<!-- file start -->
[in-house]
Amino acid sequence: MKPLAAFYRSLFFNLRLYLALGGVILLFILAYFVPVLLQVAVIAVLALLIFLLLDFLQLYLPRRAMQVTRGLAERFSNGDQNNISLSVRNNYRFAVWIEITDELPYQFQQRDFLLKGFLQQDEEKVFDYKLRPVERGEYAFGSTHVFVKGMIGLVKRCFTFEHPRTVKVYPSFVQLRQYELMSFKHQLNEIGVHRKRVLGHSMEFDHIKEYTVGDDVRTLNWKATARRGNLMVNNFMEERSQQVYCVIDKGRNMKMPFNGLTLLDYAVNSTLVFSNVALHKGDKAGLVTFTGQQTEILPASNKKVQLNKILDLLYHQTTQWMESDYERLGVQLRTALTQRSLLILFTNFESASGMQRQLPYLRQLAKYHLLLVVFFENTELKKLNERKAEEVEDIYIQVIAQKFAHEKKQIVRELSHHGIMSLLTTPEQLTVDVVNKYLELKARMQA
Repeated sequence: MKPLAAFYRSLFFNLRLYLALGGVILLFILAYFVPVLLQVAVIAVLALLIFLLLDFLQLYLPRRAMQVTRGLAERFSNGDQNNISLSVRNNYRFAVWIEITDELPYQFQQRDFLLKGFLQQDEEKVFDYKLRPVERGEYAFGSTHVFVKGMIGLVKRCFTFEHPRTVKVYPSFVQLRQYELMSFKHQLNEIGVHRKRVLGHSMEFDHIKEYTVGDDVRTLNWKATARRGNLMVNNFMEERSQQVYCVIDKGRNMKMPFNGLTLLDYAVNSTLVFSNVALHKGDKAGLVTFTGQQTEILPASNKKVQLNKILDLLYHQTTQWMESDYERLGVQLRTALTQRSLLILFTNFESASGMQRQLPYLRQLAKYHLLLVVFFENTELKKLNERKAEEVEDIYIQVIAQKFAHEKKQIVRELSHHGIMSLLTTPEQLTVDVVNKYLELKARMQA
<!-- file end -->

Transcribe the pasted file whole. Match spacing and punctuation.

[in-house]
Amino acid sequence: MKPLAAFYRSLFFNLRLYLALGGVILLFILAYFVPVLLQVAVIAVLALLIFLLLDFLQLYLPRRAMQVTRGLAERFSNGDQNNISLSVRNNYRFAVWIEITDELPYQFQQRDFLLKGFLQQDEEKVFDYKLRPVERGEYAFGSTHVFVKGMIGLVKRCFTFEHPRTVKVYPSFVQLRQYELMSFKHQLNEIGVHRKRVLGHSMEFDHIKEYTVGDDVRTLNWKATARRGNLMVNNFMEERSQQVYCVIDKGRNMKMPFNGLTLLDYAVNSTLVFSNVALHKGDKAGLVTFTGQQTEILPASNKKVQLNKILDLLYHQTTQWMESDYERLGVQLRTALTQRSLLILFTNFESASGMQRQLPYLRQLAKYHLLLVVFFENTELKKLNERKAEEVEDIYIQVIAQKFAHEKKQIVRELSHHGIMSLLTTPEQLTVDVVNKYLELKARMQA
Repeated sequence: MKPLAAFYRSLFFNLRLYLALGGVILLFILAYFVPVLLQVAVIAVLALLIFLLLDFLQLYLPRRAMQVTRGLAERFSNGDQNNISLSVRNNYRFAVWIEITDELPYQFQQRDFLLKGFLQQDEEKVFDYKLRPVERGEYAFGSTHVFVKGMIGLVKRCFTFEHPRTVKVYPSFVQLRQYELMSFKHQLNEIGVHRKRVLGHSMEFDHIKEYTVGDDVRTLNWKATARRGNLMVNNFMEERSQQVYCVIDKGRNMKMPFNGLTLLDYAVNSTLVFSNVALHKGDKAGLVTFTGQQTEILPASNKKVQLNKILDLLYHQTTQWMESDYERLGVQLRTALTQRSLLILFTNFESASGMQRQLPYLRQLAKYHLLLVVFFENTELKKLNERKAEEVEDIYIQVIAQKFAHEKKQIVRELSHHGIMSLLTTPEQLTVDVVNKYLELKARMQA